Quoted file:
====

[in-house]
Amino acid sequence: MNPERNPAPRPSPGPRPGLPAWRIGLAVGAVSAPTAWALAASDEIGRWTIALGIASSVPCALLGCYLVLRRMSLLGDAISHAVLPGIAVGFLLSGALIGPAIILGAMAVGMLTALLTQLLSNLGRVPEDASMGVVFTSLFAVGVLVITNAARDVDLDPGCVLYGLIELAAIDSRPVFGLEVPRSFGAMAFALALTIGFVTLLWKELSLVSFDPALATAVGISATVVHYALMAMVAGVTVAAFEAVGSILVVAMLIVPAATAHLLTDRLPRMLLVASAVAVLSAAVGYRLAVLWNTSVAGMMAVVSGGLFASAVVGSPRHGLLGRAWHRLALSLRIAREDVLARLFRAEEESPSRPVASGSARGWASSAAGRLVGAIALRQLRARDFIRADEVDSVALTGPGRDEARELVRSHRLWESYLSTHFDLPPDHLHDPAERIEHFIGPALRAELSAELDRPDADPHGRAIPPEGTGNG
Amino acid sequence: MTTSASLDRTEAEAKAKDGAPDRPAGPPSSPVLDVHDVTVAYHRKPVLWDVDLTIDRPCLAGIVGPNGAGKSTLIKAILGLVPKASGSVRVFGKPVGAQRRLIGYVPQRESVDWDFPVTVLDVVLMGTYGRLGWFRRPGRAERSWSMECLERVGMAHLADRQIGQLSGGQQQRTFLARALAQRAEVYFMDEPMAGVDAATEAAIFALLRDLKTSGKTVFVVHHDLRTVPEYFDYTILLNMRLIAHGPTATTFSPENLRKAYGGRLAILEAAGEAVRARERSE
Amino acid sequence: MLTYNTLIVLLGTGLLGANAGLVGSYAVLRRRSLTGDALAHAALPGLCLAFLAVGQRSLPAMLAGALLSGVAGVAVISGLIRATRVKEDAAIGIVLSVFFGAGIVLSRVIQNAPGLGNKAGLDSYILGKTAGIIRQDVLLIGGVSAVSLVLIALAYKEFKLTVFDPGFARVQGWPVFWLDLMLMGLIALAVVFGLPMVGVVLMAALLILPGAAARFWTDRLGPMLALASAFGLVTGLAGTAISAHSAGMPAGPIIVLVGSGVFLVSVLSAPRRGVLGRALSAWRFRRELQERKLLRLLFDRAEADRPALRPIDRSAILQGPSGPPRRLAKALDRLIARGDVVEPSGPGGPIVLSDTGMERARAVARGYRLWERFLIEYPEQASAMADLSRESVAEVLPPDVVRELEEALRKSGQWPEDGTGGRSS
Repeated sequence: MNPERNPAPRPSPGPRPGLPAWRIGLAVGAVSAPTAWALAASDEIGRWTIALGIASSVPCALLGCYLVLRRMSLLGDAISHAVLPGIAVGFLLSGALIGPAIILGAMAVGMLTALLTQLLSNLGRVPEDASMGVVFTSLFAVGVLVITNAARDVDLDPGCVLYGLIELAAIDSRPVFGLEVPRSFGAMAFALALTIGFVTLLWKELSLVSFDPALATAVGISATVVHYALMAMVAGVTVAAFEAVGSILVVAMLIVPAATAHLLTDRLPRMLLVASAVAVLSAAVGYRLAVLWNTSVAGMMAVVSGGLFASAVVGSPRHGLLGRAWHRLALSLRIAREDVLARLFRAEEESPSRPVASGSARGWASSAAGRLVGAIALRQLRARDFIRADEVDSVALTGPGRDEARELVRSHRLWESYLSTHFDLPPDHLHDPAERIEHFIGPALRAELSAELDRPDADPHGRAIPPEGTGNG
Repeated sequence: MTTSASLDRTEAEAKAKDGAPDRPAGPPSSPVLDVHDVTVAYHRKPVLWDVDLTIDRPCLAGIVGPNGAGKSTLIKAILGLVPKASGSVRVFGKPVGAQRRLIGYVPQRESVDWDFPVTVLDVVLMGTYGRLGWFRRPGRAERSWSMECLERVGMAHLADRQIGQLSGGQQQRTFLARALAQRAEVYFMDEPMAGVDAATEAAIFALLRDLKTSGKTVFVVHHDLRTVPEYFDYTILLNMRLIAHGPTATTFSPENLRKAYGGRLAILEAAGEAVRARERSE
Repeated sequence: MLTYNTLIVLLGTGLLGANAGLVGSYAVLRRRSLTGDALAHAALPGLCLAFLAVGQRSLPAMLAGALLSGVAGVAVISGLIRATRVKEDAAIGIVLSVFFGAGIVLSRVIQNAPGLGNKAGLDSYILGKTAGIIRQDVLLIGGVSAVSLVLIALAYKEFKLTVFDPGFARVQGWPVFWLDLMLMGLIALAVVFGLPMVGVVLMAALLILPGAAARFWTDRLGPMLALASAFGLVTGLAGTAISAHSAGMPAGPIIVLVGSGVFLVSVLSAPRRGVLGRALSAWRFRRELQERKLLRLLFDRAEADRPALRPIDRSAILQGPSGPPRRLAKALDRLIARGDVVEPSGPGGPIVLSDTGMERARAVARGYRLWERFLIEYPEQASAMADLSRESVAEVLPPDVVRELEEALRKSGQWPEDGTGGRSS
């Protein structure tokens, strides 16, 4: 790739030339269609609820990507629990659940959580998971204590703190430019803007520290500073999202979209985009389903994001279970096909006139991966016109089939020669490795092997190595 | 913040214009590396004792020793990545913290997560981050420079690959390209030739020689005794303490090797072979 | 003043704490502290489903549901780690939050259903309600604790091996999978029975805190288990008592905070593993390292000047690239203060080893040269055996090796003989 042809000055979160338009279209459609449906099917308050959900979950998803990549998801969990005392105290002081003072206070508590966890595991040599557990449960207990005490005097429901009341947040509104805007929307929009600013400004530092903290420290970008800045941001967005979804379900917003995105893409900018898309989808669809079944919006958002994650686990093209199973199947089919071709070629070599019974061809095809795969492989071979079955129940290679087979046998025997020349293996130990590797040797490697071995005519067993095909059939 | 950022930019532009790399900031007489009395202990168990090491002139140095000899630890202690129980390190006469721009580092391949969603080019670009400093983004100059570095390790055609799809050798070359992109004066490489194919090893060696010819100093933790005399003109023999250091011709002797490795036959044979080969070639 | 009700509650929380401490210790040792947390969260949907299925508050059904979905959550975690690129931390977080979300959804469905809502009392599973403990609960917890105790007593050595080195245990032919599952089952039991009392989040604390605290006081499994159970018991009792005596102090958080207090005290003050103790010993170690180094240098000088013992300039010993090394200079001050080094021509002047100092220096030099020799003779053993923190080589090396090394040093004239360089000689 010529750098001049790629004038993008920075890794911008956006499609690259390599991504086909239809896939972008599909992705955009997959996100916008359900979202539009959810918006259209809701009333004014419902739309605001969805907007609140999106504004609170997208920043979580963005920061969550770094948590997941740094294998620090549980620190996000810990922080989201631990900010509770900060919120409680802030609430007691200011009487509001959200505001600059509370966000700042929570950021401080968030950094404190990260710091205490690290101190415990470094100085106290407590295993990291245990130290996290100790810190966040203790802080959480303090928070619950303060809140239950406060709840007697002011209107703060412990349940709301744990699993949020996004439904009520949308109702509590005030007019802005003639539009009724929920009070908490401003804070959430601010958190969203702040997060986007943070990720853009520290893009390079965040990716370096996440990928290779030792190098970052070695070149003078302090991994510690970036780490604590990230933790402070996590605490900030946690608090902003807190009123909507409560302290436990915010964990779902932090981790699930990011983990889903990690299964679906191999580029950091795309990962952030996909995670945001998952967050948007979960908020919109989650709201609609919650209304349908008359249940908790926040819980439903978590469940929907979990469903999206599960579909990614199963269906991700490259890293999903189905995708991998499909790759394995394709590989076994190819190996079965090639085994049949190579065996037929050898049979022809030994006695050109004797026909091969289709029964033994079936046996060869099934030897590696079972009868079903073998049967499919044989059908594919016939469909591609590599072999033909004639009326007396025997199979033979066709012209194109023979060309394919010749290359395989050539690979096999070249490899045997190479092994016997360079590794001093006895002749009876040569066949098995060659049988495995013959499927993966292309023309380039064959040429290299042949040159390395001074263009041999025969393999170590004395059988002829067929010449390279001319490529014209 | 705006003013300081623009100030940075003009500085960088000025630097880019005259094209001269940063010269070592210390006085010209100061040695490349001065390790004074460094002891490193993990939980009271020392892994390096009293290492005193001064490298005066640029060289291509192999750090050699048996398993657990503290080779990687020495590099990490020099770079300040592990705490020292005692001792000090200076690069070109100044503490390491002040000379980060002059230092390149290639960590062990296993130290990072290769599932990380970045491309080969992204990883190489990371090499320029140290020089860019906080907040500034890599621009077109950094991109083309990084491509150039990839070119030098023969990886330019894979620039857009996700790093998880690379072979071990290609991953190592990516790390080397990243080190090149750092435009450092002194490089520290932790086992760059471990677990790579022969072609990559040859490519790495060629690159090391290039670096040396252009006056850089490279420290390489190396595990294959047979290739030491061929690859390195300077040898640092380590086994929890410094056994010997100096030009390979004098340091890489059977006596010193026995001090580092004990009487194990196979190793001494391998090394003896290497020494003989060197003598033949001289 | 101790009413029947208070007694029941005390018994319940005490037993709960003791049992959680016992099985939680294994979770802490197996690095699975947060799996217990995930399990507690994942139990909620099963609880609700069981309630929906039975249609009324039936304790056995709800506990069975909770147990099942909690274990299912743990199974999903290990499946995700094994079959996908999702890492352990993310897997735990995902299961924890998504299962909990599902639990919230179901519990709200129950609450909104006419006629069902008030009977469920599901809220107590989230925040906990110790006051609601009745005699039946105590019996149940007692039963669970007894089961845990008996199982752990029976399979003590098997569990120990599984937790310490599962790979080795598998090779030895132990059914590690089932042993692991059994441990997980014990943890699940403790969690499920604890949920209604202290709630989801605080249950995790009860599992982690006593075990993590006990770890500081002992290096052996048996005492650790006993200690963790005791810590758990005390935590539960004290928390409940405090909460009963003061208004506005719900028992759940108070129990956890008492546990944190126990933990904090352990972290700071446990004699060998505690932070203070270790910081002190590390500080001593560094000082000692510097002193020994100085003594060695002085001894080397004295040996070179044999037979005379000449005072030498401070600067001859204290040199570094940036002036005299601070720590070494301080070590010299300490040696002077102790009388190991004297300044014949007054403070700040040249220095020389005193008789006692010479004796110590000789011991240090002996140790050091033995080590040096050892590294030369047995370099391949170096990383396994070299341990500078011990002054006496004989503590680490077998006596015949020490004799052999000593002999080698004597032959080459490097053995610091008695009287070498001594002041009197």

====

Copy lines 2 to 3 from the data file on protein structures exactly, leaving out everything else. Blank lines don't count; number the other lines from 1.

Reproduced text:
Amino acid sequence: MNPERNPAPRPSPGPRPGLPAWRIGLAVGAVSAPTAWALAASDEIGRWTIALGIASSVPCALLGCYLVLRRMSLLGDAISHAVLPGIAVGFLLSGALIGPAIILGAMAVGMLTALLTQLLSNLGRVPEDASMGVVFTSLFAVGVLVITNAARDVDLDPGCVLYGLIELAAIDSRPVFGLEVPRSFGAMAFALALTIGFVTLLWKELSLVSFDPALATAVGISATVVHYALMAMVAGVTVAAFEAVGSILVVAMLIVPAATAHLLTDRLPRMLLVASAVAVLSAAVGYRLAVLWNTSVAGMMAVVSGGLFASAVVGSPRHGLLGRAWHRLALSLRIAREDVLARLFRAEEESPSRPVASGSARGWASSAAGRLVGAIALRQLRARDFIRADEVDSVALTGPGRDEARELVRSHRLWESYLSTHFDLPPDHLHDPAERIEHFIGPALRAELSAELDRPDADPHGRAIPPEGTGNG
Amino acid sequence: MTTSASLDRTEAEAKAKDGAPDRPAGPPSSPVLDVHDVTVAYHRKPVLWDVDLTIDRPCLAGIVGPNGAGKSTLIKAILGLVPKASGSVRVFGKPVGAQRRLIGYVPQRESVDWDFPVTVLDVVLMGTYGRLGWFRRPGRAERSWSMECLERVGMAHLADRQIGQLSGGQQQRTFLARALAQRAEVYFMDEPMAGVDAATEAAIFALLRDLKTSGKTVFVVHHDLRTVPEYFDYTILLNMRLIAHGPTATTFSPENLRKAYGGRLAILEAAGEAVRARERSE